Contextural Margins

by matttbastard

Well, bastard.logic–and *ahem* yours truly–have made it to the finals of the Canadian F-Word Blog Awards (final round voting takes place February 22-23–w00t!) Fellow nominee Pomegranate Queen did not make it past the first round (too bad, as her blog kicks ass). While expressing her gratitude for the acknowledgment she took the opportunity to explore some personal concerns the nomination provoked: namely, that having a separate Women of Colour category others WOC who may (or may not) identify as feminists; how the awards serve a microcosm of feminism in general; and how WOC have been marginalized throughout the history of the movement.

Prole from ACR shows up in comments to address the matter of the WOC category:

I’m really sorry to have offended you or anyone – to be honest, I had questioned the category also when we were putting this together. We consulted some other bloggers while coming up with the list, and the WOC category was insisted on, by a person of colour. We deferred to their judgement.

First of all, in the interest of full disclosure, I am the person of colour in question.

Prole, please don’t take this the wrong way, cause I love your guilt-ridden cracker ass (grinz), but “my black friend sez” is never a valid explanation (not that you’re the first to fall back on it). I’m certainly no proxy for all the brothas and sistas out there, and apologize to all concerned if I presented myself as such. I hold opinions that many would disagree with (obviously), regardless of ethnicity, identity, gender, or orientation.

With that out of the way, speaking solely for myself, I do happen to believe that (for whatever reason, right or wrong) there IS a difference between mainstream middle-class liberal white-centred feminism and the sort that is practiced and written about by WOC bloggers (to say nothing of the perspectives that are highlighted by black male, LGBT bloggers, or disability bloggers). By itself, having a distinctive category highlighting and celebrating the unique contribution to feminist blogging made by Women of Colour isn’t necessarily othering; however, the lack of nominees in the WOC category is indicative of the fact that white feminist bloggers (and white feminists in general) do need to expand their horizons with regards to interacting with bloggers who reside out of the so-called mainstream*, to redefine the boundaries of what feminism(s) is (are).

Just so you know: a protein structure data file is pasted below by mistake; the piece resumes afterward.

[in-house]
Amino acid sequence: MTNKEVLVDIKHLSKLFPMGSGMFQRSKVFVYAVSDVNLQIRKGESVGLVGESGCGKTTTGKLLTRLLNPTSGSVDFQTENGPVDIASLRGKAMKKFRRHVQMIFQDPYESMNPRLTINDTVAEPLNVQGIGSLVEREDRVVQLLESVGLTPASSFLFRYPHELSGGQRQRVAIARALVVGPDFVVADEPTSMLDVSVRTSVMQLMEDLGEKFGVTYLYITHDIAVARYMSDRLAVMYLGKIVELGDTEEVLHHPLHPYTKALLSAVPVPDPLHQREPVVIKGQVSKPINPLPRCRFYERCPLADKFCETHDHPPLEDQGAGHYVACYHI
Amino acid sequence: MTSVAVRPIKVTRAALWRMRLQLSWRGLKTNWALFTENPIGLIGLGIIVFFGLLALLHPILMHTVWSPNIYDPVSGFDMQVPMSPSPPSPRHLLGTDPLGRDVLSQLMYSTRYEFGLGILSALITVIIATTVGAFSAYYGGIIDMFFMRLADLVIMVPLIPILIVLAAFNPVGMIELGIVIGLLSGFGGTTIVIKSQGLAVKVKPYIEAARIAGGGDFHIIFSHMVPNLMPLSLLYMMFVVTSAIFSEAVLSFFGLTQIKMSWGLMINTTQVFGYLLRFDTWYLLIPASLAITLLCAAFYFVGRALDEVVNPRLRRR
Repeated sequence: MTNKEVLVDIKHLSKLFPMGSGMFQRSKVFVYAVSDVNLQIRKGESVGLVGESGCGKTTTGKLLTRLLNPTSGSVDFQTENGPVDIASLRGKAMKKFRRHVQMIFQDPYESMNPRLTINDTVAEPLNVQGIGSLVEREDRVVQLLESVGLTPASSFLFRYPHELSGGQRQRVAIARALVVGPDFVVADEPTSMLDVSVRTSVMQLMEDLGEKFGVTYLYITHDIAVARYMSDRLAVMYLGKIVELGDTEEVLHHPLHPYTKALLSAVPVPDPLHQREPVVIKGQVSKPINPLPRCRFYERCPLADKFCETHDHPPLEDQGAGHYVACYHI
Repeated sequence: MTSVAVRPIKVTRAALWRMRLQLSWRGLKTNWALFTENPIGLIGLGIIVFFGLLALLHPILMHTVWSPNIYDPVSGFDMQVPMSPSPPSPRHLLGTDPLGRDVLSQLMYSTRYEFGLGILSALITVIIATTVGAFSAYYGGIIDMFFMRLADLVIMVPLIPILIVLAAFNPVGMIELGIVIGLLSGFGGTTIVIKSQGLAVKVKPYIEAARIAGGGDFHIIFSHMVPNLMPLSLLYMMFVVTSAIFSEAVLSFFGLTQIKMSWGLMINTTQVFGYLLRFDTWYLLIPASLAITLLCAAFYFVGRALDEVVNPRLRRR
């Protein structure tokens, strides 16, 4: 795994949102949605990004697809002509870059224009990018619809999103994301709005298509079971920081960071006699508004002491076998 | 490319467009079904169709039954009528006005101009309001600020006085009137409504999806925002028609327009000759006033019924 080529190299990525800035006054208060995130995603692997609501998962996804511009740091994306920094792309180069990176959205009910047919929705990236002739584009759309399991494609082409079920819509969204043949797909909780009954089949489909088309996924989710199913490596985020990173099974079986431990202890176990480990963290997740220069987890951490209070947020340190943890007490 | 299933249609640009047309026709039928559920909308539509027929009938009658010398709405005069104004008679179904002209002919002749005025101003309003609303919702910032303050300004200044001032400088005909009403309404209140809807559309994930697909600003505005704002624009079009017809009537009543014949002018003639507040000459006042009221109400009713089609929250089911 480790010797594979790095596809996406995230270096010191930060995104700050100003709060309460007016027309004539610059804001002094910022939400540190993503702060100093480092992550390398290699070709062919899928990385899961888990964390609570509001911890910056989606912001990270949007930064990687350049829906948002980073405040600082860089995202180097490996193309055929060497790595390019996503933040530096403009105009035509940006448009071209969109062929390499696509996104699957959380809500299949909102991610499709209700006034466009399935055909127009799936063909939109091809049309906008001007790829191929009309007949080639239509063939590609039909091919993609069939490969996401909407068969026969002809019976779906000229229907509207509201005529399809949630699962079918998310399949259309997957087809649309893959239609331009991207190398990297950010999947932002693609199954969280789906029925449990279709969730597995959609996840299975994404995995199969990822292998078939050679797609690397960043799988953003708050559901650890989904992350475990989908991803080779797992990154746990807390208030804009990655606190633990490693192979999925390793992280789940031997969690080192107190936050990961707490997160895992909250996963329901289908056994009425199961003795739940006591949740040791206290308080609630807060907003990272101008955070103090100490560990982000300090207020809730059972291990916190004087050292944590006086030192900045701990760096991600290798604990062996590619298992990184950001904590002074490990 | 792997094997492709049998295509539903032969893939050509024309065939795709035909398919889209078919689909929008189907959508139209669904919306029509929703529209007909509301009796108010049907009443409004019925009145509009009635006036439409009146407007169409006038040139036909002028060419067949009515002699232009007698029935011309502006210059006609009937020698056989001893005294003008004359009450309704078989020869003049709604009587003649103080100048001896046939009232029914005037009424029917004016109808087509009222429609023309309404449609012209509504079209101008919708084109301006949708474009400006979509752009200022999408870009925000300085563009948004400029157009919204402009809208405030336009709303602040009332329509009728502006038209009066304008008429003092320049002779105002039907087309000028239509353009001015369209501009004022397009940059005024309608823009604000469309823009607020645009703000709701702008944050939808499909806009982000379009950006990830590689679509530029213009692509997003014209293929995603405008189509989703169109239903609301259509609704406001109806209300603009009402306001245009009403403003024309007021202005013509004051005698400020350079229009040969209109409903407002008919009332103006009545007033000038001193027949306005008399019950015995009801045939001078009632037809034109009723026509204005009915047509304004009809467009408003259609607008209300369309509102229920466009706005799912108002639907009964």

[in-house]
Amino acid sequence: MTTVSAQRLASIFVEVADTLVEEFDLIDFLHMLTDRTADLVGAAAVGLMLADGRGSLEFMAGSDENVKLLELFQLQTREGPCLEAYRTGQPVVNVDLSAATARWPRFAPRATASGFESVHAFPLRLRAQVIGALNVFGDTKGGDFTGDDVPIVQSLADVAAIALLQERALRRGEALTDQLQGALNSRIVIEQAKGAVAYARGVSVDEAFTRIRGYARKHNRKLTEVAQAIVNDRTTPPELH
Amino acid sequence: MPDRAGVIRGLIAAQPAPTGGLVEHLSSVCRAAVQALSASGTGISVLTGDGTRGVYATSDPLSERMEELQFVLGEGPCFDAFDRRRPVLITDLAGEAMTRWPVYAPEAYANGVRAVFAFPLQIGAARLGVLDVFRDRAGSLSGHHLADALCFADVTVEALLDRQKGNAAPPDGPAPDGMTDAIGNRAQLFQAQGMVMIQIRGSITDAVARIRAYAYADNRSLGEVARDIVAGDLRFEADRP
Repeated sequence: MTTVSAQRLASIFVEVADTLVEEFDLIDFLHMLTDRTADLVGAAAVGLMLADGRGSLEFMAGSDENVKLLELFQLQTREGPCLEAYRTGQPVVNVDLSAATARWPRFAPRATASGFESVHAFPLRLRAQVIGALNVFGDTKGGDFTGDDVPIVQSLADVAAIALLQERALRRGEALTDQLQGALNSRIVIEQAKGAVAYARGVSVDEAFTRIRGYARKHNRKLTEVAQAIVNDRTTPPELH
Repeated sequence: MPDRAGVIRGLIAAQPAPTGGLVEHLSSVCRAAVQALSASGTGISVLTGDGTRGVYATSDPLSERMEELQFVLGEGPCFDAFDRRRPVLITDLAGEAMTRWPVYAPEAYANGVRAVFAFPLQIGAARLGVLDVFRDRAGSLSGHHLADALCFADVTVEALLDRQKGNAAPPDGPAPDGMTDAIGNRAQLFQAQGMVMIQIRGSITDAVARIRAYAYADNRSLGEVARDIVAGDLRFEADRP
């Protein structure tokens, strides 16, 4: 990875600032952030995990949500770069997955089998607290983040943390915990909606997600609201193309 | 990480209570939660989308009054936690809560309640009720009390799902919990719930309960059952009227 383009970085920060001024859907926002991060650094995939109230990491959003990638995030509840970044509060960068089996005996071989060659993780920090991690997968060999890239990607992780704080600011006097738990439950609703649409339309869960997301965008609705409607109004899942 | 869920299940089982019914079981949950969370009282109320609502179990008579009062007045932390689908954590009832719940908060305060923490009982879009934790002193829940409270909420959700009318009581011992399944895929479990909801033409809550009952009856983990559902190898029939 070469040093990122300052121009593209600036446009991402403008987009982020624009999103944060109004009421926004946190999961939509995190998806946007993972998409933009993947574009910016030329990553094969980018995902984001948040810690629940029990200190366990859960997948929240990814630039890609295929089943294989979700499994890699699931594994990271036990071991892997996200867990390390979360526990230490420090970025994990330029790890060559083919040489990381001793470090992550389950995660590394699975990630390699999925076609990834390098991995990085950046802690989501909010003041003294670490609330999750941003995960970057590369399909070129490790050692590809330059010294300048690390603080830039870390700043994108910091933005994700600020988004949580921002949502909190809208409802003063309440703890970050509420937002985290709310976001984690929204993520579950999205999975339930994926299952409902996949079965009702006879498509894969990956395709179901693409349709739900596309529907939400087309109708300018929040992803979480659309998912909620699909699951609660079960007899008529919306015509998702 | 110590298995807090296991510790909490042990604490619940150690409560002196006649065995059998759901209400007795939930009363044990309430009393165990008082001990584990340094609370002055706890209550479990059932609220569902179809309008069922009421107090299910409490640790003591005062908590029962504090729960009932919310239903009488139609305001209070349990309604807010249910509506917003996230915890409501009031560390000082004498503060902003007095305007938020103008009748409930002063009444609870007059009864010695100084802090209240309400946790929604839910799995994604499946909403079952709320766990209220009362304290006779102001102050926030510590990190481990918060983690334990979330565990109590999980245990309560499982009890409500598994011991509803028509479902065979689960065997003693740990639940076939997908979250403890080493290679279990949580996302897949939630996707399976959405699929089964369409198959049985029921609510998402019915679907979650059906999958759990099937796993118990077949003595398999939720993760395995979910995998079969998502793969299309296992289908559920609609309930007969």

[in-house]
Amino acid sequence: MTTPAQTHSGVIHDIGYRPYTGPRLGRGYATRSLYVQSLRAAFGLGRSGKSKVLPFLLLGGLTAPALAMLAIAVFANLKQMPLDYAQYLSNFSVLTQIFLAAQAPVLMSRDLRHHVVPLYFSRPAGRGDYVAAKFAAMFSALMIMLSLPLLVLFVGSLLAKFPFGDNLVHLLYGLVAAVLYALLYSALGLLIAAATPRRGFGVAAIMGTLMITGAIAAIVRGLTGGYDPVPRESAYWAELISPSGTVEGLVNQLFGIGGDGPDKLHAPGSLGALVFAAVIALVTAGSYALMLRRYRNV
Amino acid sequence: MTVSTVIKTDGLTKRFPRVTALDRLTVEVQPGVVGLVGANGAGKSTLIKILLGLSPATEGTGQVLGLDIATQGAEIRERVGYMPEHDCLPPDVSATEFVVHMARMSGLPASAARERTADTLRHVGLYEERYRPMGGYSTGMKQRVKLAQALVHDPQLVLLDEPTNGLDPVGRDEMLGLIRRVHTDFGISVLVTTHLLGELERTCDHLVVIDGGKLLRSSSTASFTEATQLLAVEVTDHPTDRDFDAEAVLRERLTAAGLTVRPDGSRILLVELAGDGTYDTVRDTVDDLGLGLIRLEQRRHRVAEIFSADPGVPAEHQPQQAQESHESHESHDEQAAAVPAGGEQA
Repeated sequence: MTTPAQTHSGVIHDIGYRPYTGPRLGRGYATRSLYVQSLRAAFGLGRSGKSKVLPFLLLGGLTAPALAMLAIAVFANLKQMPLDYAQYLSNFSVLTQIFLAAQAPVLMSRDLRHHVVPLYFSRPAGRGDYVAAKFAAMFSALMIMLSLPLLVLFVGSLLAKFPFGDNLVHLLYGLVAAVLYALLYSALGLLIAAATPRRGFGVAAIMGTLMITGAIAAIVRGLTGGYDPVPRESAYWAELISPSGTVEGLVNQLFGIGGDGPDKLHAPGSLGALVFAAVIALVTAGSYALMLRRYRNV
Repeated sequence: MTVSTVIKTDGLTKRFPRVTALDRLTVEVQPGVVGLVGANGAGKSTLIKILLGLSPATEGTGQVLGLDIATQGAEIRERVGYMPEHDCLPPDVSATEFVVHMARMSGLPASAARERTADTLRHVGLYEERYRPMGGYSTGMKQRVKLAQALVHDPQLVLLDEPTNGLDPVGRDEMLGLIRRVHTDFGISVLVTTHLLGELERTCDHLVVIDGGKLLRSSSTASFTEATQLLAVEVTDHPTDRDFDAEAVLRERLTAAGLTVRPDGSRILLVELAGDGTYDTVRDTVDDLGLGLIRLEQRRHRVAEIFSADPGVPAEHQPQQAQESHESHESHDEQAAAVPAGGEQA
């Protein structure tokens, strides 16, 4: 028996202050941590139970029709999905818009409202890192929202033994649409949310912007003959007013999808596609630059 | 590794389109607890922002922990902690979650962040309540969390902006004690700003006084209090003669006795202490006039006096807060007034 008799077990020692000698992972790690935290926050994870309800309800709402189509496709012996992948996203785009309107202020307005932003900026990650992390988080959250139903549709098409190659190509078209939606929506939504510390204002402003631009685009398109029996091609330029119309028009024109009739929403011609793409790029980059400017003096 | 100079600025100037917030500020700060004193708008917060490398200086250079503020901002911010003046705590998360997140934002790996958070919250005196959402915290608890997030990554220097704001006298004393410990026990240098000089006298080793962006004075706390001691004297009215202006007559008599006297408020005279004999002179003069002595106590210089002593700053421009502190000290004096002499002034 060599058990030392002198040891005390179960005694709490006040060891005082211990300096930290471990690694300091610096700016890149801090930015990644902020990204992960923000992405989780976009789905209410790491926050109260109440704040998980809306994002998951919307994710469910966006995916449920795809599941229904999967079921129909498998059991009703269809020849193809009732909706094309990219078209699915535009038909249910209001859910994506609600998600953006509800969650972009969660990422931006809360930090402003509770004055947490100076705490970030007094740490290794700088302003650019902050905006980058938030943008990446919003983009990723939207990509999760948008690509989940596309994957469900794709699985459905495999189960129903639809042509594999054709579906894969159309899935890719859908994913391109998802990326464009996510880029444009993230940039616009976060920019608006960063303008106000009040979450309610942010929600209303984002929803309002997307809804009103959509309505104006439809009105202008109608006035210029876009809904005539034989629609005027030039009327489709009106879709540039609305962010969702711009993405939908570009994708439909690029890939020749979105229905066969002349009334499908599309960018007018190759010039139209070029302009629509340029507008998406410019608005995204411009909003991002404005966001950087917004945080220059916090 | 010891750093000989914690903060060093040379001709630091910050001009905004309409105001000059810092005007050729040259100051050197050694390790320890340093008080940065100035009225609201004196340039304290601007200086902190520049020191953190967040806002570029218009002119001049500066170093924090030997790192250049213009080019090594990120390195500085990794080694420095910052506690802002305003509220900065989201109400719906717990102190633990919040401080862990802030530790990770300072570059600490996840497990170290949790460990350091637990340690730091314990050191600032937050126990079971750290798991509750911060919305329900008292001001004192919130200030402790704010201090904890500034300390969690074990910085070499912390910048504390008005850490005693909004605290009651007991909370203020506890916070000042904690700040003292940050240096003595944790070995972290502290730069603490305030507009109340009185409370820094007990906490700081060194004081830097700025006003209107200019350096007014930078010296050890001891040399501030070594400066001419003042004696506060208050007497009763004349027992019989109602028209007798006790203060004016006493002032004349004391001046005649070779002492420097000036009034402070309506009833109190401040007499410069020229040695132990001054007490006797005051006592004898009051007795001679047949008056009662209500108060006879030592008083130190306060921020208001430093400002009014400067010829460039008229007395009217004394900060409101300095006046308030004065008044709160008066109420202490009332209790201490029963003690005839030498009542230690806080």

What does lend credence to the charge of othering (and I should have thought of this when I pushed for the category) is the lack of a parallel “Best Mainstream Middle-Class White-Centred Feminist Blog.” Having an unqualified “Best Canadian Feminist” category alongside categories specifically devoted to racial/gender identity makes “Canadian Feminist” the default stand in for “white”, illustrating the fact that, to too many folks, “white” is synonymous with “normative”. PQ is right: what needs to be discussed isn’t that the F-Word awards othered WOC, but rather that WOC are already marginalized from so-called “mainstream” (read: white middle-class) feminist discourse (and discourse in general) to the point where POC have to cause a ruckus in order for the experiences and issues that affect them (us) to be acknowledged.

Would any WOC-authored blogs have been nominated otherwise? I suppose we’ll never know, and perhaps my (unwarranted?) cynicism was precluded by witnessing too many battles within the USian femisphere where the voices of WOC were reflexively marginalized to the point of non-existence.

The issues explored by POC/WOC bloggers, like all issues, are simultaneously universal and unique; that people default to “white” as being “the norm” is a product of a white supremacist (and no, I don’t mean skinheads and white sheets, lol) patriarchal discourse that has been imposed upon–and willingly embraced by many in–our society. And, much like oblivious Popular Male Liberal Bloggers, white feminists (and, to varying degrees, POC) aren’t immune; having a vagina (and/or darker complexion) doesn’t mean one can’t be affected. But if Feminism(s) truly represent a radical discourse, then the idea of the existence of an inherent “norm”–rather than lazy assumptions born of unconscious and deliberate social conditioning–needs to be challenged.

And that includes lazy assumptions that exist within a radical discourse, even if the privilege is affirmed by somebody who should know better (doh!)

* One thing that I’ve realized throughout all this is that I don’t have much interaction with other Canadian bloggers of colour. That fact was made apparent when I tried to think of blogs to nominate in the category and was stumped–ironic, huh? Which, as I said, is partly the point of the awards: expanding one’s horizons.

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Farewell, Fidel

by matttbastard

fidel-castro.jpg

Castro quits, Cuban exiles yawn ( “It’s very good that Fidel resigns. But if Fidel dies, it’s better”–geez, tough crowd.) UK journo John Harris notes the enigmatic record Castro’s time in office presents to both leftists and free-marketeers: